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So, there’s a saying back home – if you want to do something good tomorrow, do it today. If you want to do something good today, do it now. Whatever happens, happens for the good. In spite of going through a tough last 3-4 years, medically, I met a number of very nice people who are very kind to me that I may not have met otherwise. — Inder

Inder shared his story with our group and the impact of this loss was palpable to everyone in the room. When Inder and I sat down to write this story, he look distant at times, worried, concerned, and at a loss yet the story that was very clear and visible in his mind. At the end of the story, when he sold his car, I had asked him “Is this the end of the story?” After sitting back and reflecting, he was able say “Whatever happens, happens for the good” and he had a big smile on his face as he thought about the people whom he has met due to his brain injury and although the journey is tough and arduous at times, and life gives and takes, survival is victory and reminds us that we are strong and life is a gift.

 

 

 

 

 

 

 

Grief + Gratitude = Inspiration

Finding meaning when we have lost a beloved.

I would like to share with you the stories of two clients; each had lost a beloved person in their life. One gentleman spoke of his worries about his grandmother being very ill and having to be hospitalized. He described this grandmother as having been like a second mother to him.  He sat in my office, overcome with concern that she may not live through this battle. Some time later, he arrived to tell me that his grandmother had died. I sat with him, trying to make a space where he felt safe to cry.  We were able to practice deep breathing and gentle seated yoga and he sat through two 10 minute meditations, taking a short break to cry and feel the pain from his grandmother’s passing. When he was ready, I wrote and showed him this message: Grief + Gratitude = Inspiration.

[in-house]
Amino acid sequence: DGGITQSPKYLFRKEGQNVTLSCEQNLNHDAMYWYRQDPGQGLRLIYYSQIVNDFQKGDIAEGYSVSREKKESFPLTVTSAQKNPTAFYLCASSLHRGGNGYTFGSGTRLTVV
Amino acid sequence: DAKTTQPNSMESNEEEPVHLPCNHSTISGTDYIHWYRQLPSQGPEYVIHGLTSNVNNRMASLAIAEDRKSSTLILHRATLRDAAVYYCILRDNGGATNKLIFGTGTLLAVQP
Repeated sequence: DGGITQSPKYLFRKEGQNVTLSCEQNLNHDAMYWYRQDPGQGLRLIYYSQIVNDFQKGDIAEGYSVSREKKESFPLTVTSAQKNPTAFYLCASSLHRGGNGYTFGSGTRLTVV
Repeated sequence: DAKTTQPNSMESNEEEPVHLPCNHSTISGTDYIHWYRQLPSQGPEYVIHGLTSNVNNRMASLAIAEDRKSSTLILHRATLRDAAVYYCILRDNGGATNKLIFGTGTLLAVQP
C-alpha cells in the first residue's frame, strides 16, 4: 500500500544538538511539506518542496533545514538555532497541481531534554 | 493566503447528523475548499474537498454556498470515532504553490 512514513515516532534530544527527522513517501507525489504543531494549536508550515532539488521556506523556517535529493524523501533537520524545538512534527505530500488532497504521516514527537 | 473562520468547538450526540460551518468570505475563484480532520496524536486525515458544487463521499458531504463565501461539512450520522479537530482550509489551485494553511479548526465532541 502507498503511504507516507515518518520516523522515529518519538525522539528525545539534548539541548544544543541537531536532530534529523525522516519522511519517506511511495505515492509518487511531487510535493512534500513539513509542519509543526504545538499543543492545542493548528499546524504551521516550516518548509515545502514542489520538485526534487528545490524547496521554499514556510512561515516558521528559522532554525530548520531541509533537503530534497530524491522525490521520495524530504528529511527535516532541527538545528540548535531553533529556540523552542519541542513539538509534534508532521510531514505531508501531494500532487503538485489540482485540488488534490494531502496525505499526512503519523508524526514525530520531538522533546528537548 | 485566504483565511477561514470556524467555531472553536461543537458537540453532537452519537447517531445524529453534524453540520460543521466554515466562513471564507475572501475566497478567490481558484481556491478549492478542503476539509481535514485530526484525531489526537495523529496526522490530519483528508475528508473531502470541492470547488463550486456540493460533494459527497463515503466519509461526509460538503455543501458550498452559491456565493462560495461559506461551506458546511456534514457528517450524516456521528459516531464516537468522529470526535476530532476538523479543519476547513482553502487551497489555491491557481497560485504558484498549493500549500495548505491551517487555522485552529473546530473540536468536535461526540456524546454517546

Mindful Seed: Grief + Gratitude = Inspiration
Mindful Seed: Grief + Gratitude = Inspiration

I explained that it is normal to feel pain when grieving, that the pain signifies that the person is important to you and has deeply touched your life; otherwise, you wouldn’t feel such strong emotions.

Grief can have negative connotations and can be labeled a negative emotion. We can take that Grief and add something positive and possibly uplifting – Gratitude. Think about all the wonderful memories and ways that this person changed your life and try to connect with a feeling of gratitude, for without this person, you would not be who you are today. Find ways to be thankful for her life. The way she lived her life has changed the way you have lived yours.

The second client spoke about the loss of his girlfriend, which brought forth in him memories of losing his father many years prior; he allowed himself to cry for both losses.

Let the loss of your beloved also be your inspiration. Take the grief, add gratitude, and create inspiration so that when you remember your beloved, you can experience a feeling of inspiration. Both of my clients asked me to write this equation down for them as reminders.

Each client walked away with a bit of lift in their steps and a slight smile, as if to say, “I’ve found new meaning for a very special person, someone who I will always keep close to my heart”.